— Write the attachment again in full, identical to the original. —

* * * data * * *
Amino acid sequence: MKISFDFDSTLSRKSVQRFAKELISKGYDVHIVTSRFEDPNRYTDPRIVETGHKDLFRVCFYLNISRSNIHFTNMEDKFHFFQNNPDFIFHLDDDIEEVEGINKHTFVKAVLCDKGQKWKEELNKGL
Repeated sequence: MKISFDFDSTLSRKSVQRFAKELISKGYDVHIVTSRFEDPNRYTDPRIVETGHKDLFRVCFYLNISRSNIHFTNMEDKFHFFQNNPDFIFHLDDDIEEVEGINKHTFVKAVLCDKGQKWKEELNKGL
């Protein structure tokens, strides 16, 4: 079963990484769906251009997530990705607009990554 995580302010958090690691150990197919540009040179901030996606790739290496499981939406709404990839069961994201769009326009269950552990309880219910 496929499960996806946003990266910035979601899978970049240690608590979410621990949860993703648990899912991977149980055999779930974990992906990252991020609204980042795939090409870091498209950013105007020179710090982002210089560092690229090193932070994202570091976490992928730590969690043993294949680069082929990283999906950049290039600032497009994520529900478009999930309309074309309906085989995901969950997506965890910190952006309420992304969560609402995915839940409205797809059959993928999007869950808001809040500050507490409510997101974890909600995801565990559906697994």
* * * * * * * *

Amino acid sequence: MKISFDFDSTLSRKSVQRFAKELISKGYDVHIVTSRFEDPNRYTDPRIVETGHKDLFRVCFYLNISRSNIHFTNMEDKFHFFQNNPDFIFHLDDDIEEVEGINKHTFVKAVLCDKGQKWKEELNKGL
Repeated sequence: MKISFDFDSTLSRKSVQRFAKELISKGYDVHIVTSRFEDPNRYTDPRIVETGHKDLFRVCFYLNISRSNIHFTNMEDKFHFFQNNPDFIFHLDDDIEEVEGINKHTFVKAVLCDKGQKWKEELNKGL
């Protein structure tokens, strides 16, 4: 079963990484769906251009997530990705607009990554 995580302010958090690691150990197919540009040179901030996606790739290496499981939406709404990839069961994201769009326009269950552990309880219910 496929499960996806946003990266910035979601899978970049240690608590979410621990949860993703648990899912991977149980055999779930974990992906990252991020609204980042795939090409870091498209950013105007020179710090982002210089560092690229090193932070994202570091976490992928730590969690043993294949680069082929990283999906950049290039600032497009994520529900478009999930309309074309309906085989995901969950997506965890910190952006309420992304969560609402995915839940409205797809059959993928999007869950808001809040500050507490409510997101974890909600995801565990559906697994």